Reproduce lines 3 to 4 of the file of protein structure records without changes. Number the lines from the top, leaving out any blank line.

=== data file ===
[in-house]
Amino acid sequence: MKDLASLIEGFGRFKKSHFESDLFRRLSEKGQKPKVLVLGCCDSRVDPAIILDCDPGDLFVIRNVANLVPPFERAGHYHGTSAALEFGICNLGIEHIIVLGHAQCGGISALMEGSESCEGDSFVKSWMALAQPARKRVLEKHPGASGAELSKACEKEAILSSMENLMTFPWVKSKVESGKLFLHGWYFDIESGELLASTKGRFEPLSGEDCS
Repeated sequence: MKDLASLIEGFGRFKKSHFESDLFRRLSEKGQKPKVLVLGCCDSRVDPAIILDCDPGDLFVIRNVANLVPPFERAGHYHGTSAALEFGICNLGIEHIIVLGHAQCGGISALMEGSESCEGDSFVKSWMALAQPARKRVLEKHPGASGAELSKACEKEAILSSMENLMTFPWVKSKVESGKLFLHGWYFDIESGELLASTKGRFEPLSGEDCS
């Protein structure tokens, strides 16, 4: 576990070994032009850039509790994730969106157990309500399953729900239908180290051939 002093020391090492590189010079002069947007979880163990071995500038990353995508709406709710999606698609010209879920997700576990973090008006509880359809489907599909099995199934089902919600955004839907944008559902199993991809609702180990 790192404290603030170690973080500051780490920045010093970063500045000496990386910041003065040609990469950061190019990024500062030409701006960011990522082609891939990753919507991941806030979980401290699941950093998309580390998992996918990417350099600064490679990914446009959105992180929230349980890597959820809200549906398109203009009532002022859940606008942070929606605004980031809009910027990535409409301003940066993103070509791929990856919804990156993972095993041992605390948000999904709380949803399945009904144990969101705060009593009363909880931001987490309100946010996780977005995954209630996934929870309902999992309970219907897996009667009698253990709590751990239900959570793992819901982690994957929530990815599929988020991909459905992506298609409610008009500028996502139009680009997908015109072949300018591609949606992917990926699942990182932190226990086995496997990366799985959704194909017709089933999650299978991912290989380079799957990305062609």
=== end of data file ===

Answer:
Repeated sequence: MKDLASLIEGFGRFKKSHFESDLFRRLSEKGQKPKVLVLGCCDSRVDPAIILDCDPGDLFVIRNVANLVPPFERAGHYHGTSAALEFGICNLGIEHIIVLGHAQCGGISALMEGSESCEGDSFVKSWMALAQPARKRVLEKHPGASGAELSKACEKEAILSSMENLMTFPWVKSKVESGKLFLHGWYFDIESGELLASTKGRFEPLSGEDCS
């Protein structure tokens, strides 16, 4: 576990070994032009850039509790994730969106157990309500399953729900239908180290051939 002093020391090492590189010079002069947007979880163990071995500038990353995508709406709710999606698609010209879920997700576990973090008006509880359809489907599909099995199934089902919600955004839907944008559902199993991809609702180990 790192404290603030170690973080500051780490920045010093970063500045000496990386910041003065040609990469950061190019990024500062030409701006960011990522082609891939990753919507991941806030979980401290699941950093998309580390998992996918990417350099600064490679990914446009959105992180929230349980890597959820809200549906398109203009009532002022859940606008942070929606605004980031809009910027990535409409301003940066993103070509791929990856919804990156993972095993041992605390948000999904709380949803399945009904144990969101705060009593009363909880931001987490309100946010996780977005995954209630996934929870309902999992309970219907897996009667009698253990709590751990239900959570793992819901982690994957929530990815599929988020991909459905992506298609409610008009500028996502139009680009997908015109072949300018591609949606992917990926699942990182932190226990086995496997990366799985959704194909017709089933999650299978991912290989380079799957990305062609």